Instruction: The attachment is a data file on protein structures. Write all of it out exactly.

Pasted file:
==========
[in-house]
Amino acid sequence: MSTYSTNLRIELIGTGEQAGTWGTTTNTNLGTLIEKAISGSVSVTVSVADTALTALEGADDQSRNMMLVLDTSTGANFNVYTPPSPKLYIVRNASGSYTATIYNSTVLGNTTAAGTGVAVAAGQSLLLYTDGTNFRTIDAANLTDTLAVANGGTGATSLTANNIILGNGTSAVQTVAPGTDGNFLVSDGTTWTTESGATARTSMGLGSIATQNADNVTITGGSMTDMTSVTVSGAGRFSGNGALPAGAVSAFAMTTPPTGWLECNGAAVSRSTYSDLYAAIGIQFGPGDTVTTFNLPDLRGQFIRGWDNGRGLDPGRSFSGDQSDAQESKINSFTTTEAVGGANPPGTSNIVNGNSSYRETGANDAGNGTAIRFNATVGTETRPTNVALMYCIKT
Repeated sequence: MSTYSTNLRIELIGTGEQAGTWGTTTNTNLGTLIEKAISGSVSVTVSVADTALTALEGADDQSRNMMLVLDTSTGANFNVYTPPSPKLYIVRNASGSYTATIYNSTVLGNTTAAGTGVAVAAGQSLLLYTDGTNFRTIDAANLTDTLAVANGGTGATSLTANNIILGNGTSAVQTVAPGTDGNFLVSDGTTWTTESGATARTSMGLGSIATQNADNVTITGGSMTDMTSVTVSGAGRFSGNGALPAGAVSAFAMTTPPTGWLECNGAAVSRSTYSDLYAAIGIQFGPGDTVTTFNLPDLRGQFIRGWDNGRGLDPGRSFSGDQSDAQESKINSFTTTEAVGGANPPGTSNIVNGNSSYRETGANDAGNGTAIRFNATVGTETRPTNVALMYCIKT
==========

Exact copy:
[in-house]
Amino acid sequence: MSTYSTNLRIELIGTGEQAGTWGTTTNTNLGTLIEKAISGSVSVTVSVADTALTALEGADDQSRNMMLVLDTSTGANFNVYTPPSPKLYIVRNASGSYTATIYNSTVLGNTTAAGTGVAVAAGQSLLLYTDGTNFRTIDAANLTDTLAVANGGTGATSLTANNIILGNGTSAVQTVAPGTDGNFLVSDGTTWTTESGATARTSMGLGSIATQNADNVTITGGSMTDMTSVTVSGAGRFSGNGALPAGAVSAFAMTTPPTGWLECNGAAVSRSTYSDLYAAIGIQFGPGDTVTTFNLPDLRGQFIRGWDNGRGLDPGRSFSGDQSDAQESKINSFTTTEAVGGANPPGTSNIVNGNSSYRETGANDAGNGTAIRFNATVGTETRPTNVALMYCIKT
Repeated sequence: MSTYSTNLRIELIGTGEQAGTWGTTTNTNLGTLIEKAISGSVSVTVSVADTALTALEGADDQSRNMMLVLDTSTGANFNVYTPPSPKLYIVRNASGSYTATIYNSTVLGNTTAAGTGVAVAAGQSLLLYTDGTNFRTIDAANLTDTLAVANGGTGATSLTANNIILGNGTSAVQTVAPGTDGNFLVSDGTTWTTESGATARTSMGLGSIATQNADNVTITGGSMTDMTSVTVSGAGRFSGNGALPAGAVSAFAMTTPPTGWLECNGAAVSRSTYSDLYAAIGIQFGPGDTVTTFNLPDLRGQFIRGWDNGRGLDPGRSFSGDQSDAQESKINSFTTTEAVGGANPPGTSNIVNGNSSYRETGANDAGNGTAIRFNATVGTETRPTNVALMYCIKT